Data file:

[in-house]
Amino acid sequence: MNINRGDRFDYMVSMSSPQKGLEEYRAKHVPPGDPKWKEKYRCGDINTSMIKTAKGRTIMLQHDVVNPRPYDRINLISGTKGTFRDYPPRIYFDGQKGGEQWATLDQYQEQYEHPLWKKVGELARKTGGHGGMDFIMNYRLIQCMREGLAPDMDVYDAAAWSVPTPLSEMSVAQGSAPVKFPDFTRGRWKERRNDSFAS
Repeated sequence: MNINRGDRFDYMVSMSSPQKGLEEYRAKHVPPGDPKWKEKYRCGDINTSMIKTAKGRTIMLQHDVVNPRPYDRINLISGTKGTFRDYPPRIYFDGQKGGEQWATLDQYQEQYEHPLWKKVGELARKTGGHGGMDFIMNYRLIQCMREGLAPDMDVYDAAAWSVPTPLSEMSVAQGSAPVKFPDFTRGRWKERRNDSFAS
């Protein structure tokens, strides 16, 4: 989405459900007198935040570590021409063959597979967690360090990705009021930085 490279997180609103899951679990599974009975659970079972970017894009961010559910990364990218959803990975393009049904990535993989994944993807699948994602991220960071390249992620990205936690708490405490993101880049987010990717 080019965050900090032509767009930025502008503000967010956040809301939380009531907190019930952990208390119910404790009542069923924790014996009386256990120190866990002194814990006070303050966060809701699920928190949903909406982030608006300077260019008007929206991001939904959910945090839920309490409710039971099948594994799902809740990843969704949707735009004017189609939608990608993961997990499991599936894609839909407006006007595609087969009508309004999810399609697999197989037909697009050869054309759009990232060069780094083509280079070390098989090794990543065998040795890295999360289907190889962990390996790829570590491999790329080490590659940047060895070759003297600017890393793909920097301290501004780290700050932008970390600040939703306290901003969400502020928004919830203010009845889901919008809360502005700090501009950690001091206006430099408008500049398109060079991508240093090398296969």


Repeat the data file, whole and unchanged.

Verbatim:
[in-house]
Amino acid sequence: MNINRGDRFDYMVSMSSPQKGLEEYRAKHVPPGDPKWKEKYRCGDINTSMIKTAKGRTIMLQHDVVNPRPYDRINLISGTKGTFRDYPPRIYFDGQKGGEQWATLDQYQEQYEHPLWKKVGELARKTGGHGGMDFIMNYRLIQCMREGLAPDMDVYDAAAWSVPTPLSEMSVAQGSAPVKFPDFTRGRWKERRNDSFAS
Repeated sequence: MNINRGDRFDYMVSMSSPQKGLEEYRAKHVPPGDPKWKEKYRCGDINTSMIKTAKGRTIMLQHDVVNPRPYDRINLISGTKGTFRDYPPRIYFDGQKGGEQWATLDQYQEQYEHPLWKKVGELARKTGGHGGMDFIMNYRLIQCMREGLAPDMDVYDAAAWSVPTPLSEMSVAQGSAPVKFPDFTRGRWKERRNDSFAS
């Protein structure tokens, strides 16, 4: 989405459900007198935040570590021409063959597979967690360090990705009021930085 490279997180609103899951679990599974009975659970079972970017894009961010559910990364990218959803990975393009049904990535993989994944993807699948994602991220960071390249992620990205936690708490405490993101880049987010990717 080019965050900090032509767009930025502008503000967010956040809301939380009531907190019930952990208390119910404790009542069923924790014996009386256990120190866990002194814990006070303050966060809701699920928190949903909406982030608006300077260019008007929206991001939904959910945090839920309490409710039971099948594994799902809740990843969704949707735009004017189609939608990608993961997990499991599936894609839909407006006007595609087969009508309004999810399609697999197989037909697009050869054309759009990232060069780094083509280079070390098989090794990543065998040795890295999360289907190889962990390996790829570590491999790329080490590659940047060895070759003297600017890393793909920097301290501004780290700050932008970390600040939703306290901003969400502020928004919830203010009845889901919008809360502005700090501009950690001091206006430099408008500049398109060079991508240093090398296969």